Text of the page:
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Soyka v. Commissioner of Revenue

Supreme Court of Minnesota

July 31, 2013

Sharon A. Soyka, Relator,
v.
Commissioner of Revenue, Respondent.

Tax Court Office of Appellate Courts

Sharon A. Soyka, St. Cloud, Minnesota, pro se relator.

Lori Swanson, Attorney General, Kathryn M. Woodruff, Tamar N. Gronvall, Assistant Attorneys General, Saint Paul, Minnesota, for respondent.

Took no part, Lillehaug, J.

SYLLABUS

The relator's failure to file a notice of appeal within 60 days after the filing of an order of the Commissioner of Revenue divested the tax court of subject matter jurisdiction over the appeal.

Considered and decided by the court without oral argument.

OPINION

STRAS, Justice.

The question presented in this case is whether the Minnesota Tax Court has subject matter jurisdiction over an appeal when a taxpayer fails to file a notice of appeal within 60 days after notice of the making and filing of an order of the Commissioner of Revenue. The tax court dismissed Soyka's appeal for lack of subject matter jurisdiction. We affirm.

I.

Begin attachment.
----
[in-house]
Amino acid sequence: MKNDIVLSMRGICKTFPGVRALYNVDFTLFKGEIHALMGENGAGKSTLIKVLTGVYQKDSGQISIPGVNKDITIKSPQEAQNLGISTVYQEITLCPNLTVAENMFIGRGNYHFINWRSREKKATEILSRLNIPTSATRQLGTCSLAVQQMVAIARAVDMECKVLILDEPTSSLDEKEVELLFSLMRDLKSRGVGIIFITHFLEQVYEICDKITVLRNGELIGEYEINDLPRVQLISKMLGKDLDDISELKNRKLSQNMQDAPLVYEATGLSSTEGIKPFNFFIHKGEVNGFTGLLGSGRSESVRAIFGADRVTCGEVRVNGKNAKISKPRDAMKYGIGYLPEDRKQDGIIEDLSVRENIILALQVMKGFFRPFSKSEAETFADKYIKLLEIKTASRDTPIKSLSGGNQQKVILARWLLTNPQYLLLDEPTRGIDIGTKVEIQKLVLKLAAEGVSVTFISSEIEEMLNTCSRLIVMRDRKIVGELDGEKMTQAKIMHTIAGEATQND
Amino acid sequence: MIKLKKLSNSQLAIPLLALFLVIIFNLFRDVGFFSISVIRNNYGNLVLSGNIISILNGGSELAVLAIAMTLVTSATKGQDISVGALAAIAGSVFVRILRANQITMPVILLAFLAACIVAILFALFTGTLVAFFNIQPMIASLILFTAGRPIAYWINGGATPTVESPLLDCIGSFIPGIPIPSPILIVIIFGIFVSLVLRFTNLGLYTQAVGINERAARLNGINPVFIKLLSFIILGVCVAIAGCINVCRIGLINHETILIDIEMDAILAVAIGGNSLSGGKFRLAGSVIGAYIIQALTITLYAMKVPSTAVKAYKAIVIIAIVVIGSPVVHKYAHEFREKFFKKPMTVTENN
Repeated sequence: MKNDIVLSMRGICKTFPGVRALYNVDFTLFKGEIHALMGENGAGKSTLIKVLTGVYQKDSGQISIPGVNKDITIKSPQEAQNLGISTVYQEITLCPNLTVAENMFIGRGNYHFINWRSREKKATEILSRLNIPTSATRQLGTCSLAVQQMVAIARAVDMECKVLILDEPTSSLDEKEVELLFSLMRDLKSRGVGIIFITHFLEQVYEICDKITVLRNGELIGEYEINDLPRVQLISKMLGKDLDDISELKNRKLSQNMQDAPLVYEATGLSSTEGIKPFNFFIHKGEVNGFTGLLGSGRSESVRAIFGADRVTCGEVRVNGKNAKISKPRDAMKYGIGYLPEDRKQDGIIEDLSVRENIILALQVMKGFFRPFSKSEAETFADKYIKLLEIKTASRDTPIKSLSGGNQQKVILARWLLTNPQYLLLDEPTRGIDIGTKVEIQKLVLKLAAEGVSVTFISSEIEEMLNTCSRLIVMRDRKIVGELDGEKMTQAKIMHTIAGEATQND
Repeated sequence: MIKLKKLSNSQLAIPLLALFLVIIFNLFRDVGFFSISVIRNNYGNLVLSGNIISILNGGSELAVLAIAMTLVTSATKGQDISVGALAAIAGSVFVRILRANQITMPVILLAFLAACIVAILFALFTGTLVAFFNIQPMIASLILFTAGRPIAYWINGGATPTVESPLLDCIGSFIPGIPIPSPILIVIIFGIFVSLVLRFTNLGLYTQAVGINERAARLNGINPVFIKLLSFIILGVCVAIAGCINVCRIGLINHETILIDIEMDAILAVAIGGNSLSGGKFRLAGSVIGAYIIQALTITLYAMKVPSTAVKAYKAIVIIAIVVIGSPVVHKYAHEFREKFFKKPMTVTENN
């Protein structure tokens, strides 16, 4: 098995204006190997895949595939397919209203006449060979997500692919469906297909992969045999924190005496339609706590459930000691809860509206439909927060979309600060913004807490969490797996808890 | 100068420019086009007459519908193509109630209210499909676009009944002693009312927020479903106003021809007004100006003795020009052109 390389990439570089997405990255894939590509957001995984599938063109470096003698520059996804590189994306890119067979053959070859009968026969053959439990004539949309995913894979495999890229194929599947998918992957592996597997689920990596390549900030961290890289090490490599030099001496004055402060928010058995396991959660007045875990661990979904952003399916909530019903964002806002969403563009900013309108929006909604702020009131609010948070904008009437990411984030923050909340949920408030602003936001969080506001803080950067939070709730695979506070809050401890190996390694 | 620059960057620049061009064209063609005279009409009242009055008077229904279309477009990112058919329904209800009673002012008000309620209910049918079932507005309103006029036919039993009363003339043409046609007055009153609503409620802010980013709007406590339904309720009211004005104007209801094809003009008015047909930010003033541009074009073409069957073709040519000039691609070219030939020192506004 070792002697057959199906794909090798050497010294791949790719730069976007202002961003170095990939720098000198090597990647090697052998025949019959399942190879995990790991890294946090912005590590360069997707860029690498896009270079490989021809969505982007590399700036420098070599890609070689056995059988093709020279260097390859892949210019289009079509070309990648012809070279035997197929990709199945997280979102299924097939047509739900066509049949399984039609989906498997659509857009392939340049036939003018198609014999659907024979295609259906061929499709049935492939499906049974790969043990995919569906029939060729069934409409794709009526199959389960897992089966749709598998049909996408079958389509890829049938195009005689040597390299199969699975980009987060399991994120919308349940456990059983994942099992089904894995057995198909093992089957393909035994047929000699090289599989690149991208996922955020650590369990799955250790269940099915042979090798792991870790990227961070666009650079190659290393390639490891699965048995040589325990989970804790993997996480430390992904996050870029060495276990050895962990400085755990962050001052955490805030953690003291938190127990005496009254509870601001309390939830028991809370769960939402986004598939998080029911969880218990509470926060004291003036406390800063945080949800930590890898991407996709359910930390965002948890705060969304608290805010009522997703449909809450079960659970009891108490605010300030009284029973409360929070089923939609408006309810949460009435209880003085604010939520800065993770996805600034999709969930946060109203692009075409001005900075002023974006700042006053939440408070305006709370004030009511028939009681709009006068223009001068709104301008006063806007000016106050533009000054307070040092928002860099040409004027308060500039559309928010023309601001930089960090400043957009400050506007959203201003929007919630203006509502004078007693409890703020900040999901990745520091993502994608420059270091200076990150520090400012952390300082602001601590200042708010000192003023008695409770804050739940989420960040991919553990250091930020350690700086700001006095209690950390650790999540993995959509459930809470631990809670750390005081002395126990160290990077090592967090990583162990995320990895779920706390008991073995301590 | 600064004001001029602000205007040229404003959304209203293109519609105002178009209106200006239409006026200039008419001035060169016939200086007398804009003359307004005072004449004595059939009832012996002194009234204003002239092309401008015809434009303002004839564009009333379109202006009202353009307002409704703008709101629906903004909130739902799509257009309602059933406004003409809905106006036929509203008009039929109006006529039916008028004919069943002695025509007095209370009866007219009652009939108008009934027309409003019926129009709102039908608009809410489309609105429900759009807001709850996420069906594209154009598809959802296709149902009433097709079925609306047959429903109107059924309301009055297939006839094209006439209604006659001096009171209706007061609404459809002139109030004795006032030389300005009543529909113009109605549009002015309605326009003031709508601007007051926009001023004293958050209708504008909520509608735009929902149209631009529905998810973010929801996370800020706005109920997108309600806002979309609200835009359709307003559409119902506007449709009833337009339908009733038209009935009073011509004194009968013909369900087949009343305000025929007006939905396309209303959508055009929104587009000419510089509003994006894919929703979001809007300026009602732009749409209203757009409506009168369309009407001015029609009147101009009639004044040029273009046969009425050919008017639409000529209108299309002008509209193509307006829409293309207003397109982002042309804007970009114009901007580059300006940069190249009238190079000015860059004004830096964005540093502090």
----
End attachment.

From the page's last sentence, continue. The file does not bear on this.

On January 19, 2012, the Commissioner of Revenue ("the Commissioner") ordered relator Sharon A. Soyka to pay $9, 126.55 in income taxes, penalties, and interest for the 2007 tax year. Soyka then had 60 days—or until March 19—to appeal the Commissioner's order to the tax court. See Minn. Stat. § 271.06, subd. 2 (2012). Instead of filing a notice of appeal from the Commissioner's order directly with the tax court, Soyka mailed her notice of appeal, affidavit of service, and filing fee to the Commissioner. Upon receipt, the Commissioner immediately forwarded those documents to the tax court, which stamped them as filed on April 23, 2012. Three days later, the Commissioner received a letter from Soyka in which she stated that she had "an appeal in progress" and enclosed an extension request that she claimed to have mailed to the Commissioner on March 16. The court did not receive a copy of Soyka's extension request until June 14 when the Commissioner included it as an attachment to his motion to dismiss Soyka's appeal.